Kenya's horticulture earnings rise 6 pct in 2013

March 25, 2014
Workers prepare roses for export to the European market at the Maridadi Flowers warehouse in Naivasha
Workers prepare roses for export to the European market at the Maridadi Flowers warehouse in Naivasha, 90 km (56 miles) west of Kenya's capital Nairobi, April 19, 2010. REUTERS/Thomas Mukoya

NAIROBI (Reuters) - Kenya's earnings from horticultural exports rose by 6 percent in 2013 helped by bigger orders and recovering from a drop the previous year, a senior official in the agriculture ministry said on Tuesday.

Horticulture is a leading source of foreign exchange for east Africa's biggest economy alongside tea exports and tourism and agriculture accounts for about a quarter of Kenya's gross domestic product.

Kenya has yet to release full-year economic growth for 2013 but it is estimated at 5.0 percent.

The country exports most of its horticultural produce to Europe, where officials are optimistic of a better performance this year due to an improving economic outlook.

Kenya earned 93 billion shillings from the cultivation of fruit, vegetables, flowers and nuts last year, up from 87.71 billion in 2012, Agriculture Principal Secretary Sicily Kariuki told Reuters.

The volume of horticultural exports rose to 477,000 tonnes versus 380,421 tonnes in 2012, statistics from the ministry showed.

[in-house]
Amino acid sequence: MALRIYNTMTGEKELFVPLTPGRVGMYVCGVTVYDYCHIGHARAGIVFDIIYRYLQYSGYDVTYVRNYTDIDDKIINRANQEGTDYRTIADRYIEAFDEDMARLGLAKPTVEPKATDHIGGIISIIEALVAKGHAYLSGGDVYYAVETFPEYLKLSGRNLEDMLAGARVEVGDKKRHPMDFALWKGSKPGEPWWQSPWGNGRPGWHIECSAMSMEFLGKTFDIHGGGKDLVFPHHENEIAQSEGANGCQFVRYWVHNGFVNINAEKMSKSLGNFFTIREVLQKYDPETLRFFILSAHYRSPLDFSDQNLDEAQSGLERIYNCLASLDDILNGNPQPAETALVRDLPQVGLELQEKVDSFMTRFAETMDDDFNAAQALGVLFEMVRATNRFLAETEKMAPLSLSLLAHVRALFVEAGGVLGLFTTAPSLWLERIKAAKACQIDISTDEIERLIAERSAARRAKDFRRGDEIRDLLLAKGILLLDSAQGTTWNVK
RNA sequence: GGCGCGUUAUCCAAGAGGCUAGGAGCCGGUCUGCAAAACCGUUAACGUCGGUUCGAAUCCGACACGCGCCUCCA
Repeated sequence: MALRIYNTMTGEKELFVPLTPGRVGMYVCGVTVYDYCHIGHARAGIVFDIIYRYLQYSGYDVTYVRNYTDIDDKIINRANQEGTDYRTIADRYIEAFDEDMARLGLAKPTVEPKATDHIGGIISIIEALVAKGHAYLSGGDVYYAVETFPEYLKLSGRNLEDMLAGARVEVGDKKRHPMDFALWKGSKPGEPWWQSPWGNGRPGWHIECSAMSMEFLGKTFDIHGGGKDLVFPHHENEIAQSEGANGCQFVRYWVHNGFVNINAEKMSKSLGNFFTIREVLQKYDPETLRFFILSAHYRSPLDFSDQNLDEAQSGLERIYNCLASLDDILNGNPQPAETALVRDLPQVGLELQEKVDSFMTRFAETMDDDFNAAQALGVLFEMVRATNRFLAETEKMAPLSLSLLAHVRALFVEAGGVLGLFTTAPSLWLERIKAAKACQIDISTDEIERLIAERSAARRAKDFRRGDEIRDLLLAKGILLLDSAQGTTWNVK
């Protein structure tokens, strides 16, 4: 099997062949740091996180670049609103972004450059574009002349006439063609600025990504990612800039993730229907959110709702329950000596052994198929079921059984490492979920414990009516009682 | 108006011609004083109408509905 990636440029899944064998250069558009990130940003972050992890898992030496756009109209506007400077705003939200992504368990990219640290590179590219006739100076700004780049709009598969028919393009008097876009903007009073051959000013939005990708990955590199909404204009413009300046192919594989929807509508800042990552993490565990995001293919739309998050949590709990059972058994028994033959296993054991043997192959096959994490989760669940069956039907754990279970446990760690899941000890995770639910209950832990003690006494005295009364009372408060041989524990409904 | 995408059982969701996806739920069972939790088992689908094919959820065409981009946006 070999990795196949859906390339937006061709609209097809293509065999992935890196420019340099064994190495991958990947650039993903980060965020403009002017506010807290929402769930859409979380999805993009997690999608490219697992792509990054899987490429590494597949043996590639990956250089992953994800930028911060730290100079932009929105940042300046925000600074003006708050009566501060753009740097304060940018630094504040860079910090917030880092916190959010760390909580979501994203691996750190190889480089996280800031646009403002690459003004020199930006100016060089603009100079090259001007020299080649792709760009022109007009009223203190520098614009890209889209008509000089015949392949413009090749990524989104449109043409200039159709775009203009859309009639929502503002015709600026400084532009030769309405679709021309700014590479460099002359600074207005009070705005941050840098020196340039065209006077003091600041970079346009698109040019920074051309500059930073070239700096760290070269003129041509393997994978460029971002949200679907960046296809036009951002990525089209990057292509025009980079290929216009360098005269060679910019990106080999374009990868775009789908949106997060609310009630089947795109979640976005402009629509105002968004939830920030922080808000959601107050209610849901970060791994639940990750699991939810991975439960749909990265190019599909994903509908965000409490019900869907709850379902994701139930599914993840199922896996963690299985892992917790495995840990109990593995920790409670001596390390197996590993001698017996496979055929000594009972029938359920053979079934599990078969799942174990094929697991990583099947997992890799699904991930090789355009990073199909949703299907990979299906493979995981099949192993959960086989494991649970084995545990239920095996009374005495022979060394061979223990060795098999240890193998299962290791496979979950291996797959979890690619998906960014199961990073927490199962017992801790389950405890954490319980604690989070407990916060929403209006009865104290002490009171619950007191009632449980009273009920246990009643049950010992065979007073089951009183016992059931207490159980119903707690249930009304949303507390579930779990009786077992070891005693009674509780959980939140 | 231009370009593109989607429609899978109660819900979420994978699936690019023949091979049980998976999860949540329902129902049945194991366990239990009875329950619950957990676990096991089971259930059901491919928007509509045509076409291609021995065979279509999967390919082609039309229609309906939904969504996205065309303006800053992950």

Earnings from horticulture had fallen 3.8 percent in 2012 to 87.71 billion shillings, with exports dropping to 380,421 tonnes from 380,848 tonnes in 2011.

A stable foreign exchange rate and projected favourable weather conditions are expected to boost the sector's performance in the short term, the official said.

Kenya has maintained a relatively stable exchange rate since 2012, after it raised lending rates to tackle high inflation and market volatility. The central bank held its benchmark lending rate at 8.50 percent this month for the fifth policy meeting in a row, citing price stability.

Rainfall during the long rainy season starting this month is expected to be near-normal and well distributed, presenting a bright outlook for the country's mainly rain-based agriculture.

A Reuters poll forecast Kenya's economy would grow 5.5 percent this year.